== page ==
PEOPLE who want information about the European single currency and its planned arrival in Slovakia can call the free info line: 0800/103-104. The line was launched during the euro introduction information campaign in January. The info line is run out of the Euro Info Centre at the Slovak Cabinet Office, along with the information web site: www.euromena.sk. The National Bank of Slovakia trained six call centre operators to provide information about the adoption of the currency planned for January 1, 2009. Free calls can be made from the landline network T-Com as well as mobile operators T-Mobile, Orange and O2.
"Citizens can get practical and useful information, such as how long it will be possible to pay with Slovak crowns, what dual pricing is, when the conversion exchange rate will be announced, how people can exchange crowns for euros, etc," Ingrid Šrámková from the Euro Info Centre informed The Slovak Spectator in a press release. "Entrepreneurs, bank employees or large companies also use the info line services. They are interested in information associated with their business activities and obligations during the transition to the euro."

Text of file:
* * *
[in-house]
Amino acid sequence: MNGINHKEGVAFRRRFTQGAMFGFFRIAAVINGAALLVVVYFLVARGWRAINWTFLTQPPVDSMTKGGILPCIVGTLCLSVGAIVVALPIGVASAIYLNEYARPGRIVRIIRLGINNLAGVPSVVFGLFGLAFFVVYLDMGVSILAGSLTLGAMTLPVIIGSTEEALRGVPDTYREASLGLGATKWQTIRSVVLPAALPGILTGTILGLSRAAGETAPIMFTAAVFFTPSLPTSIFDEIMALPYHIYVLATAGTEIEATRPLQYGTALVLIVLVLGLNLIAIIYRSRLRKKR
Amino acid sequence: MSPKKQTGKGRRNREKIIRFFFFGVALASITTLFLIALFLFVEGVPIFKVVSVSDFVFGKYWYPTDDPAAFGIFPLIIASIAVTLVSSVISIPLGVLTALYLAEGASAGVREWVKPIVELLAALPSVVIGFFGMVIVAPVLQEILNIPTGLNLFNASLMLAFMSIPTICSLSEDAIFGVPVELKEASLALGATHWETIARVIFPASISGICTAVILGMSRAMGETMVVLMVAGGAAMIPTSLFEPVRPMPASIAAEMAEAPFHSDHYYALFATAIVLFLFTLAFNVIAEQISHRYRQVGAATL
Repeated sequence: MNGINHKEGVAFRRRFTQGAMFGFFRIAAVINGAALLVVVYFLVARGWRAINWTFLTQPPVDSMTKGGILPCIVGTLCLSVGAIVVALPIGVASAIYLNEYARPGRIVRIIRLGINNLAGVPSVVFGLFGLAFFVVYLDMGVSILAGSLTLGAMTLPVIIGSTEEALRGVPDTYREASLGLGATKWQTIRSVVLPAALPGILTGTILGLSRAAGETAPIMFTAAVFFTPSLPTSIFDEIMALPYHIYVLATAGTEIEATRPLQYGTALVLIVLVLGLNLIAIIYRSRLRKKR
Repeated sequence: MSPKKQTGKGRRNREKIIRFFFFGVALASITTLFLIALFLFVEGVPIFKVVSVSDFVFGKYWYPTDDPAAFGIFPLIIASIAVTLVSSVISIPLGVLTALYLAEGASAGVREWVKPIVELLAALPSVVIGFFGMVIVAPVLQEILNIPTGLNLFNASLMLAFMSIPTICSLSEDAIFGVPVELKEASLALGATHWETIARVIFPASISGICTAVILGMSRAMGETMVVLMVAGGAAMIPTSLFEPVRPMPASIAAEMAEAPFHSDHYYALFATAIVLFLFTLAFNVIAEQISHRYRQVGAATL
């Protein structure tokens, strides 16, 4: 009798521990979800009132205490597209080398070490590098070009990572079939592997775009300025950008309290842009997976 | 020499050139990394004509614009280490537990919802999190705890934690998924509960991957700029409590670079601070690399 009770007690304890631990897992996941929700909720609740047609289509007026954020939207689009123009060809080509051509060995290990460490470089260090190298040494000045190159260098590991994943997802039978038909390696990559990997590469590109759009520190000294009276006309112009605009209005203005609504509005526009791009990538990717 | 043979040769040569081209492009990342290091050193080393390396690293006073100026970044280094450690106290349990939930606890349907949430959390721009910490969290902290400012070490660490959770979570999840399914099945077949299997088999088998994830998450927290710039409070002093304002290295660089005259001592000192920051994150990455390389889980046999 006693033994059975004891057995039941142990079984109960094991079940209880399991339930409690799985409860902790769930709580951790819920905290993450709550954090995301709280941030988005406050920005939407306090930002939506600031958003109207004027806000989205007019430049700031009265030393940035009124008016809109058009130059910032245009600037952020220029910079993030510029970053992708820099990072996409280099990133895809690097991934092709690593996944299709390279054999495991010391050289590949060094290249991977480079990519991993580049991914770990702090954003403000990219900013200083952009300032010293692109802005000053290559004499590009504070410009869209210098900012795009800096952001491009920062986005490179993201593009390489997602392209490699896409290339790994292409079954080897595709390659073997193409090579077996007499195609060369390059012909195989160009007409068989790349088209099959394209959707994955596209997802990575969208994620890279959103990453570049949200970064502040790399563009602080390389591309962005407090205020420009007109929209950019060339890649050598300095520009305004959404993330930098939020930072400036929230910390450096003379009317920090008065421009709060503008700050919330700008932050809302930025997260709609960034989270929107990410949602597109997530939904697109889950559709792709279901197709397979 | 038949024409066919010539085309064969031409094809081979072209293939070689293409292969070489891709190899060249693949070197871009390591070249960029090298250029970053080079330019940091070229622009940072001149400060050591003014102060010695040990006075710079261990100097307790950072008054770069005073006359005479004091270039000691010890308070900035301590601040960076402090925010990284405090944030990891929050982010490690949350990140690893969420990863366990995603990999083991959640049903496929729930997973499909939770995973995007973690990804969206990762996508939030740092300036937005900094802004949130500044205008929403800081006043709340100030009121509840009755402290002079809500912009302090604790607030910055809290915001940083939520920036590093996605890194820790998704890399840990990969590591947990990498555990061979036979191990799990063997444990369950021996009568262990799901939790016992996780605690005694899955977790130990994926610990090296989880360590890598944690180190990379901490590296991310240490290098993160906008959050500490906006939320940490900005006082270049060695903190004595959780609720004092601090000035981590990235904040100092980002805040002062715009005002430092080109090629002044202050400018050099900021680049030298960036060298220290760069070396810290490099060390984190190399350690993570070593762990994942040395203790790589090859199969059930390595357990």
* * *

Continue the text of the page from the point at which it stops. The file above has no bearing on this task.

The info line operates from 8:00 to 18:00, Monday to Friday. After hours and during weekends and holidays an automatic answering system provides answers to the most frequently asked questions. These questions and answers are regularly up-dated. A blunder was caught at the launch of the info line. The tabloid Nový Čas called the line to test it in mid January. A reporter asked if it would be possible to draw Slovak crowns from an ATM after the planned adoption of the euro on January 1, 2009. "I think that this would be possible during the first days," a soft female voice answered. "You can pay with crowns in shops until January 16. Thus maybe it would be possible [to draw crowns from ATMs] only up to January 16." Unfortunately, this answer was incorrect, as ATMs will give out euros exclusively as of January 1, 2009.
"I don't understand why she answered this way," Šramková told the daily. "She has been working with us for four years. Certainly we will face consequences from this. This should not have happened."
The operator was fined Sk5,000, Šramková said.
11. Feb 2008 at 0:00 | Compiled by Spectator staff from press reports